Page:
Teams to ward off jumbos

Move to secure poll booths on elephant path

By Snehamoy Chakraborty in Bankura
  • Published 25.03.19, 1:44 AM
  • Updated 25.03.19, 1:44 AM
  • 2 mins read
  •  
A wild elephant at a village in Bankura. Picture by Rupesh Khan

The Bankura district administration has decided to deploy for the first time teams comprising forest officers and villagers to chase away elephants from polling booths.

Foresters have said at least 40 elephants roam the elephant corridor that passes through the Bankura district and often pose threats to voters and polling personnel.

“We have decided to deploy squads to ward off jumbos to ensure peaceful polls,” a forest officer said.

Authorities in West Midnapore and Jhargram districts have also started identifying polling booths along the elephant corridor and are considering squads to ward off threats from the animals.

Sources in the Bengal forest department said about 250 to 300 elephants were roaming the 450km corridor in the three districts.

The Bankura administrative authorities held a meeting on March 20 with the forest officers and took the decision to form groups which comprise elephant chasers (locally known as hula party). The district administration has already marked around 100 booths, which are located close to the elephant corridor.

“Some elephants often stray out of the herd and attack people. We don’t want to take a risk during the polls. So, we have decided to form several groups who would be deployed on the eve of the voting to guard polling stations and personnel,” said, Uma Sankar S, the district magistrate of Bankura.

The elephant corridor covers Sonamukhi, Joypur, Raipur, Ranibandh and Borjora in the Bankura district.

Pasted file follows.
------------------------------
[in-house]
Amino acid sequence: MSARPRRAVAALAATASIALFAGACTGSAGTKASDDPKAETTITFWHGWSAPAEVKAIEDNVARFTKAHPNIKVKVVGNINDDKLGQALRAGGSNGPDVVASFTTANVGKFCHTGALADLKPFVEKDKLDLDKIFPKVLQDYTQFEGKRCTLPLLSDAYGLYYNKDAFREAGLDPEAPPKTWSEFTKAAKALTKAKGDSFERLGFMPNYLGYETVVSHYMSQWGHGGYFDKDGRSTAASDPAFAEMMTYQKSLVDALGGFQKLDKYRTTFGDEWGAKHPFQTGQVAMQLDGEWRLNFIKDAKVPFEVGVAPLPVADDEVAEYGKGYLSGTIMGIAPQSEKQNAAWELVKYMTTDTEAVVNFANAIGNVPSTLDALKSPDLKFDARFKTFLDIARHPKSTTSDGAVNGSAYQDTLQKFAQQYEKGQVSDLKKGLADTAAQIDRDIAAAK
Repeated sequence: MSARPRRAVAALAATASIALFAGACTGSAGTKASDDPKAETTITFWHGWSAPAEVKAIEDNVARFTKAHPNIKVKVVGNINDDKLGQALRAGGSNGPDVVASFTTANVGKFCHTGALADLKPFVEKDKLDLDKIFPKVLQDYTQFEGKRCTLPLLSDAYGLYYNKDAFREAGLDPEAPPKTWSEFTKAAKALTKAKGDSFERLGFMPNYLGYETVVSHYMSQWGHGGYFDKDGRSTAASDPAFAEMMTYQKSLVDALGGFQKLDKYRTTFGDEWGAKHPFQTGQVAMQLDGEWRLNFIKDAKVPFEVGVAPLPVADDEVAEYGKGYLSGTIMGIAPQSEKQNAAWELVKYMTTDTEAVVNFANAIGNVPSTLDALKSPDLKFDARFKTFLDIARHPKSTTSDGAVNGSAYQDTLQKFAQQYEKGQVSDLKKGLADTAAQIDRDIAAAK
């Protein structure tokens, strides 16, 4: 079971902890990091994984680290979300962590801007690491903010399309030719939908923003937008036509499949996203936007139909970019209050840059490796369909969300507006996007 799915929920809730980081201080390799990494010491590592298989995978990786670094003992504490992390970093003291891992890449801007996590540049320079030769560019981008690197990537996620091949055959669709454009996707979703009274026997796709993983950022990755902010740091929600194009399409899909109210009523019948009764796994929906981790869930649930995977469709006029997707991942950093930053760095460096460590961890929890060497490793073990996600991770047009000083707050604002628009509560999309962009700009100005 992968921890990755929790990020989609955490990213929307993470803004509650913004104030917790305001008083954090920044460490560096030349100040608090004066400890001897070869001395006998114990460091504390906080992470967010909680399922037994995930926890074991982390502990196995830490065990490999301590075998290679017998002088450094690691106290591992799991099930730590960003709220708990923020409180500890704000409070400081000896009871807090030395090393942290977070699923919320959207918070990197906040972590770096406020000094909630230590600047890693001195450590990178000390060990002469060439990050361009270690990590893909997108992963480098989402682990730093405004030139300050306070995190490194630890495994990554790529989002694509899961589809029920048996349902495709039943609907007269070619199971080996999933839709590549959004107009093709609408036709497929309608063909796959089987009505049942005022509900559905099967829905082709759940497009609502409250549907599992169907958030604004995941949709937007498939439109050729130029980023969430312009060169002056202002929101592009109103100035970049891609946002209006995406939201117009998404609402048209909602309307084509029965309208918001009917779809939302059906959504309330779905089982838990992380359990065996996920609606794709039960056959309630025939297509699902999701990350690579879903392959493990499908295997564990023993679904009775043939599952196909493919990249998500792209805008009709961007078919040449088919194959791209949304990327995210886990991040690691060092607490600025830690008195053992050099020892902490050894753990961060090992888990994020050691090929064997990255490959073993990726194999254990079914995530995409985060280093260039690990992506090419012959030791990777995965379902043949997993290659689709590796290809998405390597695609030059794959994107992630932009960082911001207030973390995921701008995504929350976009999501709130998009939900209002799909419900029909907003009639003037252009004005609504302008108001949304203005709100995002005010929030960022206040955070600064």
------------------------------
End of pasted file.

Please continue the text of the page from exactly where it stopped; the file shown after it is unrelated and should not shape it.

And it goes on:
On March 11, a 55-year-old woman, Sandhya Ghosh, was killed by an elephant at Saharjora village in Bankura’s Borjora.

“We have planned to set up several groups comprising foresters and elephant chasers who would guard the polling booths,” Bhaskar, the divisional forest officer of Bankura north division, told The Telegraph.

Districts administrations of West Midnapore and Jhargram said they would also apply the same strategy.

“We will identify the booths along the elephant corridor and conduct a survey soon after knowing the location of elephants. The forest department will be asked to maintain vigil,” said Ayesha Rani, the district magistrate of Jhargram.

A senior forest officer said although paramilitary personnel would be deployed during the polls, they could do little to tame the jumbos.

“Elephant herds had often come close to polling booths in Jhargram in the past. The formation of hula parties and keeping them ready during the polls is a good decision,” he added.

West Midnapore district magistrate P. Mohangandhi said a survey would be conducted to identify the booths near the elephant corridor.

Bhulabheda, Banspahari, Shilda, Nayagram and Lalgarh are among places which fall in the elephant corridor in Jhargram and West Midnapore.